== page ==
The Children and Family Court Advisory and Support Service (CAFCASS) become involved with a family when one parent takes the other parent to Court over their child’s arrangements. CAFCASS is initially involved at the safeguarding stage (as explained in my earlier blog) and a CAFCASS Officer should also be present for the First Hearing Dispute Resolution Appointment (FHDRA) (the first court hearing of the application).
Read Amy's blog on who CAFCASS are and what to expect here.
At the FHDRA one parent may raise their child’s wishes and feelings as a factor in deciding the arrangements for that child. In certain circumstances the Court may direct CAFCASS to undertake a “Wishes and Feelings” Assessment of the child or children involved.
Why might the Court direct a CAFCASS Wishes and Feeling Assessment?
Under the Children Act 1989, the Court must consider the “welfare checklist” when deciding what is in a child’s best interests. One of the factors for the Court to consider is “the child’s wishes and feelings in light of his or her age and understanding”.
Sometimes each parent has a different view about what their child wishes or feels or they simply don’t know. In these circumstances, CAFCASS may be directed to ascertain the child’s true wishes and feelings.
How old must a child be for CAFCASS to assess his or her wishes and feelings?
CAFCASS may visit a child of almost any age as the child’s wishes and feelings are always assessed against the background of that child’s age and understanding.
However, for a “standalone” wishes and feelings assessment, I would estimate age 8 to be the youngest starting point. At the FHDRA, CAFCASS will consider all the issues and the parents’ viewpoints and decide whether they are prepared to conduct an assessment.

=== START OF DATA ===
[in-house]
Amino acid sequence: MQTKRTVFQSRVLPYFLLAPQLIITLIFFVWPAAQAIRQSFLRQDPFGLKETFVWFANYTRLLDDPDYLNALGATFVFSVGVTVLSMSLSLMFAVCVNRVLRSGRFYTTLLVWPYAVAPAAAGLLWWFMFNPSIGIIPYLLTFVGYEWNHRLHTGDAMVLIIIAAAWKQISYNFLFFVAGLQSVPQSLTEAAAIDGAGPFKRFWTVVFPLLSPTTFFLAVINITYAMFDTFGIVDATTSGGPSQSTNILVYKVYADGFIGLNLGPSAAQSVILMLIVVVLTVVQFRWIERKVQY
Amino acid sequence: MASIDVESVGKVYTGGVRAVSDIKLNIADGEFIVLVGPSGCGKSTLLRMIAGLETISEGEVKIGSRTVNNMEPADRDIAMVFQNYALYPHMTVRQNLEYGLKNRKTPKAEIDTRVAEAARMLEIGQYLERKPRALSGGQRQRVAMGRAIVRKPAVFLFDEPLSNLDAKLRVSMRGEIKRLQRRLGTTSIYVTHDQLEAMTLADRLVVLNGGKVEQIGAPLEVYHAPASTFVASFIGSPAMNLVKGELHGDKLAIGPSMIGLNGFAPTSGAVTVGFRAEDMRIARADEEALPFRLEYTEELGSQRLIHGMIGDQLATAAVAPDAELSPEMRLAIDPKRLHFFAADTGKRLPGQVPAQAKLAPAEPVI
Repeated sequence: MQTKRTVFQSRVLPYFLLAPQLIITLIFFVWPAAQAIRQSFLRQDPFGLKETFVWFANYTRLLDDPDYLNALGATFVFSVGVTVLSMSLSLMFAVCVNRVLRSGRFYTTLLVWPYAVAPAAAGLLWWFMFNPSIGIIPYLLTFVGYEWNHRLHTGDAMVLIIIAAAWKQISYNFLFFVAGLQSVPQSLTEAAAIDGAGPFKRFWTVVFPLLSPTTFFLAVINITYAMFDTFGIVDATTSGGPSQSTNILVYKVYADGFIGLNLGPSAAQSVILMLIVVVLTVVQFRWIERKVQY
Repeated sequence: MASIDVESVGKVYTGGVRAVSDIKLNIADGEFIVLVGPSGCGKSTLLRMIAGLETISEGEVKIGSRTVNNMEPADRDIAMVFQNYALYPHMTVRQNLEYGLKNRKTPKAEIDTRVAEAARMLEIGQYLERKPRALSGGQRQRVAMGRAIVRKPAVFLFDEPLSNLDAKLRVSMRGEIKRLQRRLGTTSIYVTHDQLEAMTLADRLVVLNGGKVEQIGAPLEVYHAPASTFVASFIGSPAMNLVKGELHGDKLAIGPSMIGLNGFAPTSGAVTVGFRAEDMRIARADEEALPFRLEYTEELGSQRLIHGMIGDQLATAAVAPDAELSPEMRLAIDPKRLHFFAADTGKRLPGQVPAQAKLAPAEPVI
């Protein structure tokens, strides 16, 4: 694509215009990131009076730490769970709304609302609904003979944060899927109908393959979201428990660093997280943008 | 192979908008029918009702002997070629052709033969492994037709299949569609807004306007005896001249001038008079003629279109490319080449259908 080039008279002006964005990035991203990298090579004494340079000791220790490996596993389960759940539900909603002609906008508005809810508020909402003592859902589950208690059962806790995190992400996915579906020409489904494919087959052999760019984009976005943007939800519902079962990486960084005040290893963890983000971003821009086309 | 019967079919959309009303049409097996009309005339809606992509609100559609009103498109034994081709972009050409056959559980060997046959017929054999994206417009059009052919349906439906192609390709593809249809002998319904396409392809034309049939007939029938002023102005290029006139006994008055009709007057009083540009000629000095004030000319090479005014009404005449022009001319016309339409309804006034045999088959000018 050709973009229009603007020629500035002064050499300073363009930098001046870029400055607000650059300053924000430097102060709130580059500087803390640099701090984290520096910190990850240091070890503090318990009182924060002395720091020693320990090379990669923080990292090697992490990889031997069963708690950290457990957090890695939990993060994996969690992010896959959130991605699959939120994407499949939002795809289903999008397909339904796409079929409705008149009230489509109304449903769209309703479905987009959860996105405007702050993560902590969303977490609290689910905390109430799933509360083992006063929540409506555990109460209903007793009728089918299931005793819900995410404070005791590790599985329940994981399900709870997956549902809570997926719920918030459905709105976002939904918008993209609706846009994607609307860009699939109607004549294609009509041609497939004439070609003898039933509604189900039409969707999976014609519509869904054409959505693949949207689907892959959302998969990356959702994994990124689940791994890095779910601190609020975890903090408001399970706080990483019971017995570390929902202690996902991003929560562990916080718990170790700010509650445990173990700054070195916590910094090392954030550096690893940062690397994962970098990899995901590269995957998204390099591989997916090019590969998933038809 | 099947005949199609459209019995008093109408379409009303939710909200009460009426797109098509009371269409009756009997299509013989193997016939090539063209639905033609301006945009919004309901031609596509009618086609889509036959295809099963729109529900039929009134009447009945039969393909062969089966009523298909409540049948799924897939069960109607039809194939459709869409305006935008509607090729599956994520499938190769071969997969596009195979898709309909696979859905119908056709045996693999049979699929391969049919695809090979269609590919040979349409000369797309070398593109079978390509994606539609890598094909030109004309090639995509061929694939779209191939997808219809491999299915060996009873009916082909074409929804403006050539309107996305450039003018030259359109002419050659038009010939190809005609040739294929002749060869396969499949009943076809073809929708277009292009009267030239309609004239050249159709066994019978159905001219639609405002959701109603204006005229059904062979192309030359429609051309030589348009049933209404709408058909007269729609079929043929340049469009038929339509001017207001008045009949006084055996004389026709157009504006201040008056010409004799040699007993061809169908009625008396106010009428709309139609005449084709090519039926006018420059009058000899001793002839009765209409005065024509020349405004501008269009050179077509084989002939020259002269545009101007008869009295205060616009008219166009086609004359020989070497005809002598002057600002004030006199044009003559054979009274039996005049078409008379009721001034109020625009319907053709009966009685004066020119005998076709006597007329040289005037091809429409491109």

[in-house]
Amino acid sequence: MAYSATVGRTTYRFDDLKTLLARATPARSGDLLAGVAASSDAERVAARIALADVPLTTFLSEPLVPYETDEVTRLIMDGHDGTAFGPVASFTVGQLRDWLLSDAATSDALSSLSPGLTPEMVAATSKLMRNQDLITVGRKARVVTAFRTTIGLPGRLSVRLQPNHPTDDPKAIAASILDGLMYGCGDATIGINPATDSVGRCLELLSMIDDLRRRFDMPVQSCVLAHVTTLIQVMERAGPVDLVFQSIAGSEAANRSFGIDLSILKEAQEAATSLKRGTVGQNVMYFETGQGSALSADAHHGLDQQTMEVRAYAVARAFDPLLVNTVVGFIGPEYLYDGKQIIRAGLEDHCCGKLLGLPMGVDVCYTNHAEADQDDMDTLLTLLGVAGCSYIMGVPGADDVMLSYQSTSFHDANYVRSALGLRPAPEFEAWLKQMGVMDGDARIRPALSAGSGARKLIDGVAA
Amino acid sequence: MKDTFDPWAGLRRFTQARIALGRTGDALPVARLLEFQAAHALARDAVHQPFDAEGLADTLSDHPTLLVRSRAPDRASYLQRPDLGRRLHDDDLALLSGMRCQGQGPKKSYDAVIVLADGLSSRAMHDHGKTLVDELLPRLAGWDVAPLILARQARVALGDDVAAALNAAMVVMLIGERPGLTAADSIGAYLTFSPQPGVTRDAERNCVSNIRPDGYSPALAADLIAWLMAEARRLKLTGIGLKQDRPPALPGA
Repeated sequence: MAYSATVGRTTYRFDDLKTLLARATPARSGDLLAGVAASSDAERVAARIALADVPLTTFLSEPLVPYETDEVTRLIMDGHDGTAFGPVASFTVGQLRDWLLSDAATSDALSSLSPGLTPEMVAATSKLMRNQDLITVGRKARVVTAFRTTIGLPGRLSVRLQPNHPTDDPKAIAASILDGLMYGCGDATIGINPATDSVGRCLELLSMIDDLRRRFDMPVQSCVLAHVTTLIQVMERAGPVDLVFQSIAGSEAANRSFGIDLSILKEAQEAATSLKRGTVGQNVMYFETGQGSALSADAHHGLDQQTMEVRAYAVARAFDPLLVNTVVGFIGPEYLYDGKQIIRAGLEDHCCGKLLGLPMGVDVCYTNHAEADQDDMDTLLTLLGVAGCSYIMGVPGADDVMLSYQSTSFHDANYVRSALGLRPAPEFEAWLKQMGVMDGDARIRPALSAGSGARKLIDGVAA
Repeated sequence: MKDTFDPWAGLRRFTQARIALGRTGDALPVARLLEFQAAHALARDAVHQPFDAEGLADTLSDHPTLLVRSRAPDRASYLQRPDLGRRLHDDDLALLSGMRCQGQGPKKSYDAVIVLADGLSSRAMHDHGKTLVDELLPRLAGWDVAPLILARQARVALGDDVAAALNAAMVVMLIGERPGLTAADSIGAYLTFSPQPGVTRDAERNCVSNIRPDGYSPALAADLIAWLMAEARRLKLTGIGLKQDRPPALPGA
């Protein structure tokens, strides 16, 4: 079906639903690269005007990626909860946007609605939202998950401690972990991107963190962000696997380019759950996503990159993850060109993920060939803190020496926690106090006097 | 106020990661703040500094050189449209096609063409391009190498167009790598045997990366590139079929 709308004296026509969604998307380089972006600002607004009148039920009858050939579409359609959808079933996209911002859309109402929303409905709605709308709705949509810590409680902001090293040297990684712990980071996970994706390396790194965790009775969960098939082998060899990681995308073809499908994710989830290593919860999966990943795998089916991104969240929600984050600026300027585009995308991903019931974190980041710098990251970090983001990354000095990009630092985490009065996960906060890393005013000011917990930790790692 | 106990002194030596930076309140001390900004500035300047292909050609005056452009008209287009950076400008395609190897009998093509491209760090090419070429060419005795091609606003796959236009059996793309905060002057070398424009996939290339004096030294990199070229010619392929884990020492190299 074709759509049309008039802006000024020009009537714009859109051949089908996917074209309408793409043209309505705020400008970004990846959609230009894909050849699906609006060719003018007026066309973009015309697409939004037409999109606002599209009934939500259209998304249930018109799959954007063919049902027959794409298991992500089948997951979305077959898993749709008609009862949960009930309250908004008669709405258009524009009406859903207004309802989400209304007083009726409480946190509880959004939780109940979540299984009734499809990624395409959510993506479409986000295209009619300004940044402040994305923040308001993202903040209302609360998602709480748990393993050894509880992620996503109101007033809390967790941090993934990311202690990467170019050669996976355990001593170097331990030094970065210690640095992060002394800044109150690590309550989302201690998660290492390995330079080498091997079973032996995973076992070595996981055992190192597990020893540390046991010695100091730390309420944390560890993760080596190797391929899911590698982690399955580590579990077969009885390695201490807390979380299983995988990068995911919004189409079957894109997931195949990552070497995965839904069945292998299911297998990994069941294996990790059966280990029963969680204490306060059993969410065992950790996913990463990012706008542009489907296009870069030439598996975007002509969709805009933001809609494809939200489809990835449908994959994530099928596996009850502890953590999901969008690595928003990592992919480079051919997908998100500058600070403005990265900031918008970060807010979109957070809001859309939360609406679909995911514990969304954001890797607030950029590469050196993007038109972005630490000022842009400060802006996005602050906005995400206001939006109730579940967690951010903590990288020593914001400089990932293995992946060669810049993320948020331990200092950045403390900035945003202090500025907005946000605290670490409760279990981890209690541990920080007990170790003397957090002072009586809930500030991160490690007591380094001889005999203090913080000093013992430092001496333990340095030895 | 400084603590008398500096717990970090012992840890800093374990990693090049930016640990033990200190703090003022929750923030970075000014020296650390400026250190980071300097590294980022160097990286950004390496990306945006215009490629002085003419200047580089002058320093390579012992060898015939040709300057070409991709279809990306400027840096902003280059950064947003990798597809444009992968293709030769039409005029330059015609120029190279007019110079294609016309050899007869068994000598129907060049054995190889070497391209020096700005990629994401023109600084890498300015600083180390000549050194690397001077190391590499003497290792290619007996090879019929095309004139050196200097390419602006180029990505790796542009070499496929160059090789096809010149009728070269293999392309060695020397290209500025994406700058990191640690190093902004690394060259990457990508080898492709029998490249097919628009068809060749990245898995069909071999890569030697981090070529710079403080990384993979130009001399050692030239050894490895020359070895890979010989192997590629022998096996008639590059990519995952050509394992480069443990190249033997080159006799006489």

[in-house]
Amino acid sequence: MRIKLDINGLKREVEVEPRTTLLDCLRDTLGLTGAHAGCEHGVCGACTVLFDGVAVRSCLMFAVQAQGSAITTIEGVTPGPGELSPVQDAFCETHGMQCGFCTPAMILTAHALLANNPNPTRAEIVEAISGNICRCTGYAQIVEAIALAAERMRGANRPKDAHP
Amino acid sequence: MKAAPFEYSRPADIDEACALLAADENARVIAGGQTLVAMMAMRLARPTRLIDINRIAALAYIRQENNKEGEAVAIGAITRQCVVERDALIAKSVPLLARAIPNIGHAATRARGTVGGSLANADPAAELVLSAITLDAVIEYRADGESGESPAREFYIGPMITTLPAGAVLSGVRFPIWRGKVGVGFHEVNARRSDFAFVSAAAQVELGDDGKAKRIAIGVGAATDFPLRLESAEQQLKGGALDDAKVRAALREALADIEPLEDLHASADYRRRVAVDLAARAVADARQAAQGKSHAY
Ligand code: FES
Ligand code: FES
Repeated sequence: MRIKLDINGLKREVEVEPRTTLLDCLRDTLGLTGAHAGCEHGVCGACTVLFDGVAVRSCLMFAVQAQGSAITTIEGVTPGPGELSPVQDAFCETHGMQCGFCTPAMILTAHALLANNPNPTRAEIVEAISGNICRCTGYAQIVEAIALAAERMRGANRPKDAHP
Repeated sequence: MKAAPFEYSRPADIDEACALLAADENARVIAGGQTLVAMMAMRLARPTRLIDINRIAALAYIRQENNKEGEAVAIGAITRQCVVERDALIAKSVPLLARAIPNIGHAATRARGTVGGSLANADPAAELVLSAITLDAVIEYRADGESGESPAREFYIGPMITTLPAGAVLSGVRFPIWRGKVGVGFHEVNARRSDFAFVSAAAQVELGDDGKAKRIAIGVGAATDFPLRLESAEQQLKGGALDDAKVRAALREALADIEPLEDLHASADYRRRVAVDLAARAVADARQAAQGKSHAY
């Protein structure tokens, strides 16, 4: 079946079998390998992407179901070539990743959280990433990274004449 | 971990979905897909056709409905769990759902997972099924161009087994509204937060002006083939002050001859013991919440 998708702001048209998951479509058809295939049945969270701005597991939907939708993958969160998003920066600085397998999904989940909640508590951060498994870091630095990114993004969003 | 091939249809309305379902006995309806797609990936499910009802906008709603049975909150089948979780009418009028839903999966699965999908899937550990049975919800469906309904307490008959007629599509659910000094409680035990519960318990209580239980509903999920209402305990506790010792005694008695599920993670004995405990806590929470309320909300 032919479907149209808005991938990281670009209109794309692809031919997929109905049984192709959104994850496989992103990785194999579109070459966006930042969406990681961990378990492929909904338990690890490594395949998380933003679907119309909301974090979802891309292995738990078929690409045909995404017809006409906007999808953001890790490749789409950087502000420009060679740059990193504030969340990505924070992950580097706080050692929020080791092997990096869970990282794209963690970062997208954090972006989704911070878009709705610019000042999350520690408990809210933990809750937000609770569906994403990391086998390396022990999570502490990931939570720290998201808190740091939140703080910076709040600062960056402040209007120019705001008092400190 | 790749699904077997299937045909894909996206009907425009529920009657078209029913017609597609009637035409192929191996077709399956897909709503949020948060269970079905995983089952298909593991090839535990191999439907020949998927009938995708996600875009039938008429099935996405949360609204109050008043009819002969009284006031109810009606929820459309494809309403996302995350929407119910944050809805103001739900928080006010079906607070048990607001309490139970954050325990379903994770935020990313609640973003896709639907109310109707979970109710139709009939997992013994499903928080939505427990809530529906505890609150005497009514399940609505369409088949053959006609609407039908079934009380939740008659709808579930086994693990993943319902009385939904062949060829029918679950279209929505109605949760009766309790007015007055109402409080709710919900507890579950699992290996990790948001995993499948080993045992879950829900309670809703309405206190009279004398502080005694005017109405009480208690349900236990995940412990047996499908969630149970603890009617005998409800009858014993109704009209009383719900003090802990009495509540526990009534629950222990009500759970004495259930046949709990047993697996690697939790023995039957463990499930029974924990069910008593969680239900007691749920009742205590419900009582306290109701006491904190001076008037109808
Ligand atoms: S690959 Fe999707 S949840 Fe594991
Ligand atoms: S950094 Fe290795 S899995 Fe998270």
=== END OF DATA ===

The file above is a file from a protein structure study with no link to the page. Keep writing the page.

How does CAFCASS carry out a Wishes and Feelings Assessment?
Many parents worry that CAFCASS will simply ask a child directly “who do you want to live with?” or “how many nights do you want to stay with mum/dad?”. In fact, a CAFCASS wishes and feelings assessment is much subtler and child-focused than that.
With younger children, CAFCASS may use cards with different faces on for a child to put next to each person in their life. These faces may be happy, sad, angry or worried etc. depending on how that person makes them feel.
Other techniques include asking a child to draw pictures of their family or the houses they visit and then discussing these pictures. For older children it may be about asking them to list the things and people who are important to them.
Children are always given the opportunity to choose not to contribute. Some children want to contribute but others would much prefer to “keep out of it”.
The CAFCASS assessment should not just report what the child has said but should also analyse and interpret the child’s words against the background of the case. CAFCASS may recommend an outcome which is contrary to a child’s wishes and feelings if they consider doing so is in that child’s best interests.
How do I prepare my child for CAFCASS?
The easy answer to this question is that you shouldn’t prepare a child for a CAFCASS wishes and feelings assessment.
Firstly, you need to think very carefully before you tell your child that his or her parents are at Court about them. Doing so arguably involves them in adult issues that they don’t need to know about. However, if your child is aware then I would still be wary about any preparation for a CAFCASS visit. CAFCASS want a fair assessment of a child’s wishes and feelings. They do not want to hear what a parent has told a child to say and CAFCASS are skilled in identifying such a situation.
If you are in any doubt at all, telephone the CAFCASS Officer and ask for guidance, or look on their website.
Can I get a CAFCASS Wishes and Feelings Assessment without a Court application?
No – CAFCASS will only get involved if one parent has applied to the Court. An alternative to a CAFCASS wishes and feelings assessment is child inclusive mediation, where a mediator may choose to visit a child to assist parents in resolving a dispute.
For more guidance about how to speak to your children about your separation and for an idea of how they are feeling, I recommend the guide recently produced by a charity called Voices in the Middle.
If you’re struggling with your child’s arrangements please contact Amy Fallows at email@example.com.